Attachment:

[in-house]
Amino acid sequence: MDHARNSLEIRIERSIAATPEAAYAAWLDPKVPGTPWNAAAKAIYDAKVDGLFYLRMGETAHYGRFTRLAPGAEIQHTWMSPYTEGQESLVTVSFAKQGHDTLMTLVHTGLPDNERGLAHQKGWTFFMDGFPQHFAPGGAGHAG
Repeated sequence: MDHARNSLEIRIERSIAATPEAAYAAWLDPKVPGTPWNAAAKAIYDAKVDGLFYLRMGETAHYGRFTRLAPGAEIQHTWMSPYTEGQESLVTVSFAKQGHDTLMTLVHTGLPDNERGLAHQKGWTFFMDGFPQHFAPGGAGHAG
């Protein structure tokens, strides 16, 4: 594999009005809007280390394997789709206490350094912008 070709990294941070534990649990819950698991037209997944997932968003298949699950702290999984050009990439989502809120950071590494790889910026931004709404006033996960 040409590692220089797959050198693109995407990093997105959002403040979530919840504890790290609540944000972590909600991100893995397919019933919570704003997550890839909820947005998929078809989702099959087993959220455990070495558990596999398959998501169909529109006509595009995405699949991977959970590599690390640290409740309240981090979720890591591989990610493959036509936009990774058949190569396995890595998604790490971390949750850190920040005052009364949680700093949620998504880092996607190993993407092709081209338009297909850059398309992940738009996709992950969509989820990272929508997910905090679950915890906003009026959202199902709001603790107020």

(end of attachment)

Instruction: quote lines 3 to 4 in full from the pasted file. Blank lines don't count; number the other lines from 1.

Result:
Repeated sequence: MDHARNSLEIRIERSIAATPEAAYAAWLDPKVPGTPWNAAAKAIYDAKVDGLFYLRMGETAHYGRFTRLAPGAEIQHTWMSPYTEGQESLVTVSFAKQGHDTLMTLVHTGLPDNERGLAHQKGWTFFMDGFPQHFAPGGAGHAG
């Protein structure tokens, strides 16, 4: 594999009005809007280390394997789709206490350094912008 070709990294941070534990649990819950698991037209997944997932968003298949699950702290999984050009990439989502809120950071590494790889910026931004709404006033996960 040409590692220089797959050198693109995407990093997105959002403040979530919840504890790290609540944000972590909600991100893995397919019933919570704003997550890839909820947005998929078809989702099959087993959220455990070495558990596999398959998501169909529109006509595009995405699949991977959970590599690390640290409740309240981090979720890591591989990610493959036509936009990774058949190569396995890595998604790490971390949750850190920040005052009364949680700093949620998504880092996607190993993407092709081209338009297909850059398309992940738009996709992950969509989820990272929508997910905090679950915890906003009026959202199902709001603790107020």